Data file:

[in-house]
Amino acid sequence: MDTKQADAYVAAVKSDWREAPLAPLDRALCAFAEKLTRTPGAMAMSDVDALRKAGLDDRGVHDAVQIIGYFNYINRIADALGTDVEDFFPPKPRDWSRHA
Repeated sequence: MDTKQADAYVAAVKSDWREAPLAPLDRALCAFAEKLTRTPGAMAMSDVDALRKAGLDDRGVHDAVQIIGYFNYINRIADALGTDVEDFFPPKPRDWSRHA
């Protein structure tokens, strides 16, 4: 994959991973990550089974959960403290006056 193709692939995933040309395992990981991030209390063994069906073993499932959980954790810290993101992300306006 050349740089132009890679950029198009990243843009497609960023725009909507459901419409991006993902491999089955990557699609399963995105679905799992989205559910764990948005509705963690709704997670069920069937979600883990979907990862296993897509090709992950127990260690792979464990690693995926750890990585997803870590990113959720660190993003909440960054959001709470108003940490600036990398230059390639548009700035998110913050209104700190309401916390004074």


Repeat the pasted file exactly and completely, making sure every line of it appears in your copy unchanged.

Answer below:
[in-house]
Amino acid sequence: MDTKQADAYVAAVKSDWREAPLAPLDRALCAFAEKLTRTPGAMAMSDVDALRKAGLDDRGVHDAVQIIGYFNYINRIADALGTDVEDFFPPKPRDWSRHA
Repeated sequence: MDTKQADAYVAAVKSDWREAPLAPLDRALCAFAEKLTRTPGAMAMSDVDALRKAGLDDRGVHDAVQIIGYFNYINRIADALGTDVEDFFPPKPRDWSRHA
């Protein structure tokens, strides 16, 4: 994959991973990550089974959960403290006056 193709692939995933040309395992990981991030209390063994069906073993499932959980954790810290993101992300306006 050349740089132009890679950029198009990243843009497609960023725009909507459901419409991006993902491999089955990557699609399963995105679905799992989205559910764990948005509705963690709704997670069920069937979600883990979907990862296993897509090709992950127990260690792979464990690693995926750890990585997803870590990113959720660190993003909440960054959001709470108003940490600036990398230059390639548009700035998110913050209104700190309401916390004074």